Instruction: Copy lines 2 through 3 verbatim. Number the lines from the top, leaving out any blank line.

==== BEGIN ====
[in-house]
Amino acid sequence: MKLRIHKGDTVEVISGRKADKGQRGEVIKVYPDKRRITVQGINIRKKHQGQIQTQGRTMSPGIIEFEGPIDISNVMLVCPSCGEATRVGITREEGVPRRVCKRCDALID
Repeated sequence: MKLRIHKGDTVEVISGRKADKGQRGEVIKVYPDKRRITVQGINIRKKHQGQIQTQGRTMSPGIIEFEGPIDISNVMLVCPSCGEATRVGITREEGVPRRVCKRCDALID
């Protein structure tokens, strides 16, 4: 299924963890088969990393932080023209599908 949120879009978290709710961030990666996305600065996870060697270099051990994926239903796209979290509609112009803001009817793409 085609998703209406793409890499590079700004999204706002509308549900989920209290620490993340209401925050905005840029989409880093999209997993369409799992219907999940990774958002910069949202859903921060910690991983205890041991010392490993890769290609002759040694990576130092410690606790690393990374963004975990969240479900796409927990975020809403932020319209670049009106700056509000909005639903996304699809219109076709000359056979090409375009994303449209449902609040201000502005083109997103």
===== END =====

Amino acid sequence: MKLRIHKGDTVEVISGRKADKGQRGEVIKVYPDKRRITVQGINIRKKHQGQIQTQGRTMSPGIIEFEGPIDISNVMLVCPSCGEATRVGITREEGVPRRVCKRCDALID
Repeated sequence: MKLRIHKGDTVEVISGRKADKGQRGEVIKVYPDKRRITVQGINIRKKHQGQIQTQGRTMSPGIIEFEGPIDISNVMLVCPSCGEATRVGITREEGVPRRVCKRCDALID